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Slow initially but like all sunsets, the last glint above the horizon is quickly gone. We are the last generation. After that, it'll only be important to those desperate to hang onto the past which represent a tiny fraction of a percent of the population. One may have good or bad feelings about this but it remains a reality. If you analyse it truly dispassionately and without the happy memory emotion, imperial is a barmy system. We count, calculate and express numerically in decimal throughout the entire world. Everyone 'gets it'. We don't count in base 12 or base 16 or base 20 or base 32 etc. Imperial is not a decimal system except when an inch is divided up into thou's. And a thirty year old article is jumping the gun given that imperial was still a major player in 1980 but its demise is now in view.
Dinosaur Engineer03/11/2010 16:16:07
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Chris Trice,
I'll bet you a £1,000 ( sterling) that the imperial system is still in use after your life time & mine.
Seriously though because of the legacy products that need support and also in specialised applications the imperial system will be used for far longer than you imagine . Most of industry changed over to the metric system some time ago but they still have to maintain & adhere to imperial standards that have been in use for many years if they want their products to be compatible with the existing user base.
Most PCs ( all ?) still have connectors with 4-40 UNC screw fittings and this is the industry that has adopted more changes over the years than most others .The imperial system is not just about measurements but also international standards.
I remember some Japanese test equiptment that was incompatible with international connection interfaces and the Japanese company had to change from their metric connector fasteners to the international imperial fixings .  

Edited By Dinosaur Engineer on 03/11/2010 16:47:50

KWIL03/11/2010 16:33:33
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So NASA use metric, strange, who screwed up the Hubble Telescope  then?
David Clark 103/11/2010 16:54:09
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Hi Kwil
Any engineer with a set of Metric spanners could have done it.
regards David
Terryd03/11/2010 17:11:56
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Posted by KWIL on 03/11/2010 16:33:33:
So NASA use metric, strange, who screwed up the Hubble Telescope  then?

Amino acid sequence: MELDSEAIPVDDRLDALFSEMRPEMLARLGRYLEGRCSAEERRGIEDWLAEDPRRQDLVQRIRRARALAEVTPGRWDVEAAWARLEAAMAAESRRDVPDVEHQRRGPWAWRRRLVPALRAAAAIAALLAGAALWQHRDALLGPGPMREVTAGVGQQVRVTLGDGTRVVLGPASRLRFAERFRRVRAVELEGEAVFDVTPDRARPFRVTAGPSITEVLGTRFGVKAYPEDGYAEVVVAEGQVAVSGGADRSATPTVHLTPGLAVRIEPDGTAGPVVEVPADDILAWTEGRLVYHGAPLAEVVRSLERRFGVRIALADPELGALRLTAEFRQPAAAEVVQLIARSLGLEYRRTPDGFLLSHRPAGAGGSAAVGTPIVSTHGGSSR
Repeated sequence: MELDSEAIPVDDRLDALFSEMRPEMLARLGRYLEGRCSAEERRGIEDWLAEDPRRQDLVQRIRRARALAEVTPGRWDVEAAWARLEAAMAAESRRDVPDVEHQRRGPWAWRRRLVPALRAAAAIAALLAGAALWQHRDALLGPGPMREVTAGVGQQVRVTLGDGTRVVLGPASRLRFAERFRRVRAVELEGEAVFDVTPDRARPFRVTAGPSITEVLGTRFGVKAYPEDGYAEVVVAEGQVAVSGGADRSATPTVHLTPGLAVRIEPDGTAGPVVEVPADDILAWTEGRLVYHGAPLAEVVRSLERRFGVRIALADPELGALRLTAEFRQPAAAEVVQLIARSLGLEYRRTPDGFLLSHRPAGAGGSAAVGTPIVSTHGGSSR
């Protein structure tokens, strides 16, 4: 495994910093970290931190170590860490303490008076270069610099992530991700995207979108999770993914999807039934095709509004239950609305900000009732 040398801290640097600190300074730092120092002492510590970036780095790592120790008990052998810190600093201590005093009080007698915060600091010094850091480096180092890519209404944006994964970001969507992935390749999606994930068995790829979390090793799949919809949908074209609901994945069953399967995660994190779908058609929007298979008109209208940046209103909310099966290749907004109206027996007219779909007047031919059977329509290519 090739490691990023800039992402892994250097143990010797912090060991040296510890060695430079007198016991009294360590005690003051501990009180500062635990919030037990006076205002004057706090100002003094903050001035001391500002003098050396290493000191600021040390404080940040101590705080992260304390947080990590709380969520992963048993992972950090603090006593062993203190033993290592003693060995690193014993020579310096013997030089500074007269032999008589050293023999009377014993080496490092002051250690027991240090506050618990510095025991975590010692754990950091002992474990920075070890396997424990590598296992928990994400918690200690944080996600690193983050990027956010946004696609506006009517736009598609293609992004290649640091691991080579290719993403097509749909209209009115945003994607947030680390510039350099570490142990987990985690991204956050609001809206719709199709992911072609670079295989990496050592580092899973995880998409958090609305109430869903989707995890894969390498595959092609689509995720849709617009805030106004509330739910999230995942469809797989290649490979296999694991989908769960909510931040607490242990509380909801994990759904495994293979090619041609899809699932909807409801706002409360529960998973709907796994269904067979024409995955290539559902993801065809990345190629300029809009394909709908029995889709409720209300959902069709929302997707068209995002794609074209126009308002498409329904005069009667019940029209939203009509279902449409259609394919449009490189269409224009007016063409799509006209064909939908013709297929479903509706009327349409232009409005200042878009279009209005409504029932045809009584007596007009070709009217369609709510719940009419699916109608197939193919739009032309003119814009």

Probably one of NASAs contractors who sometimes still work in Imperial units. 
 
Here's a quote from NASA - "The confusion that can arise from using mixed units was highlighted by the loss of the Mars Climate Orbiter robotic probe in 1999, which occurred because a contractor provided thruster firing data in English units while NASA was using metric."
 
BTW the moon is going metric too.  See the NASA Science Web News.
 
Hi Stub, 
 
You have to remember that 30 years ago industry here in the UK  as well  schools and colleges were unloading countless tons  of imperial manual equipment and tooling in the wake of metrication and NC (and CNC) initiatives.  That situation will never arise again unfortunately, and without a supply of spares the end will be nigh.
 
Terry

Edited By Terryd on 03/11/2010 17:13:12

Andrew Johnston03/11/2010 17:27:54
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Not all D-type connectors are 4-40UNC, you can get the fittings in M3, I think, but the vast majority are still 4-40UNC. Only last week I hand tapped a load of 4-40UNC holes for some prototype boxes that use D-type connectors. Actually the screw fittings are a PITA. They're usually nickel plated brass. As you tighten it up, just a little more and it'll be snug; then ping, the damn thing breaks at the base of the thread.
 
All this mention of sunsets brings us on to another point. What is time if it isn't an imperial measure? Sixty seconds in a minute, sixty minutes in an hour, 24 hours in a day, anything from 28 to 31 days in a month, 365.25 days in a year for goodness sake! It's just crying out to be metricated.
 
Regards,
 
Andrew
KWIL03/11/2010 19:15:22
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Very droll David.
 
NASA. it is not the mixed Data or WHY, it is a question of not questioning what you have been given. Even if you work in Metric, you should still check it out!